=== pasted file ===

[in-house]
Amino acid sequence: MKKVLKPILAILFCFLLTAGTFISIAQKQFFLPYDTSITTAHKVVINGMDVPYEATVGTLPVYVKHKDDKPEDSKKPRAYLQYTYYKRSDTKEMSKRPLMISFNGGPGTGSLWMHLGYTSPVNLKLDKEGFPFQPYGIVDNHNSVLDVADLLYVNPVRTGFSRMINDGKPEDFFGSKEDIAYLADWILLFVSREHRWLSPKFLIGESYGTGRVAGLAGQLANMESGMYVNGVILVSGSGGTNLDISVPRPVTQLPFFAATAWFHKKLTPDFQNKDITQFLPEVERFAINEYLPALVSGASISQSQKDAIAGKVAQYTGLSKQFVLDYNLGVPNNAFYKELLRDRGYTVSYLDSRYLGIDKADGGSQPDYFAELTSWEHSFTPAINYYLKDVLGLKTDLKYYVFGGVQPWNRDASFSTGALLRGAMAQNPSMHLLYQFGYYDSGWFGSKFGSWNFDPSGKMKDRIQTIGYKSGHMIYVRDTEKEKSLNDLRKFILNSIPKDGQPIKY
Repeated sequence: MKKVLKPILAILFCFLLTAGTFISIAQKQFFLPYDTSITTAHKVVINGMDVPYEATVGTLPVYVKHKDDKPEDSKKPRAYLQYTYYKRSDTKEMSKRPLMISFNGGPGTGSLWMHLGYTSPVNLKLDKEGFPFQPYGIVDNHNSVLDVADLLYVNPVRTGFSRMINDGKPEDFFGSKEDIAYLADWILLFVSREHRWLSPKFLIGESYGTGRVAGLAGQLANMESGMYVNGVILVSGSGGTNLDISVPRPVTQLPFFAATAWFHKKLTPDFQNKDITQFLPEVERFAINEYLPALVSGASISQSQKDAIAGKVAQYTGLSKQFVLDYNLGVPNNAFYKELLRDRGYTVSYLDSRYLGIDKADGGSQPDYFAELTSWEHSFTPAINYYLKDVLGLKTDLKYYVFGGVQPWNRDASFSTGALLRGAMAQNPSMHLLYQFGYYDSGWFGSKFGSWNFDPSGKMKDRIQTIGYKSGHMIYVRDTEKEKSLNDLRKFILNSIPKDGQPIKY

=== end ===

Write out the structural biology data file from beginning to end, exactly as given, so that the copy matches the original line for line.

[in-house]
Amino acid sequence: MKKVLKPILAILFCFLLTAGTFISIAQKQFFLPYDTSITTAHKVVINGMDVPYEATVGTLPVYVKHKDDKPEDSKKPRAYLQYTYYKRSDTKEMSKRPLMISFNGGPGTGSLWMHLGYTSPVNLKLDKEGFPFQPYGIVDNHNSVLDVADLLYVNPVRTGFSRMINDGKPEDFFGSKEDIAYLADWILLFVSREHRWLSPKFLIGESYGTGRVAGLAGQLANMESGMYVNGVILVSGSGGTNLDISVPRPVTQLPFFAATAWFHKKLTPDFQNKDITQFLPEVERFAINEYLPALVSGASISQSQKDAIAGKVAQYTGLSKQFVLDYNLGVPNNAFYKELLRDRGYTVSYLDSRYLGIDKADGGSQPDYFAELTSWEHSFTPAINYYLKDVLGLKTDLKYYVFGGVQPWNRDASFSTGALLRGAMAQNPSMHLLYQFGYYDSGWFGSKFGSWNFDPSGKMKDRIQTIGYKSGHMIYVRDTEKEKSLNDLRKFILNSIPKDGQPIKY
Repeated sequence: MKKVLKPILAILFCFLLTAGTFISIAQKQFFLPYDTSITTAHKVVINGMDVPYEATVGTLPVYVKHKDDKPEDSKKPRAYLQYTYYKRSDTKEMSKRPLMISFNGGPGTGSLWMHLGYTSPVNLKLDKEGFPFQPYGIVDNHNSVLDVADLLYVNPVRTGFSRMINDGKPEDFFGSKEDIAYLADWILLFVSREHRWLSPKFLIGESYGTGRVAGLAGQLANMESGMYVNGVILVSGSGGTNLDISVPRPVTQLPFFAATAWFHKKLTPDFQNKDITQFLPEVERFAINEYLPALVSGASISQSQKDAIAGKVAQYTGLSKQFVLDYNLGVPNNAFYKELLRDRGYTVSYLDSRYLGIDKADGGSQPDYFAELTSWEHSFTPAINYYLKDVLGLKTDLKYYVFGGVQPWNRDASFSTGALLRGAMAQNPSMHLLYQFGYYDSGWFGSKFGSWNFDPSGKMKDRIQTIGYKSGHMIYVRDTEKEKSLNDLRKFILNSIPKDGQPIKY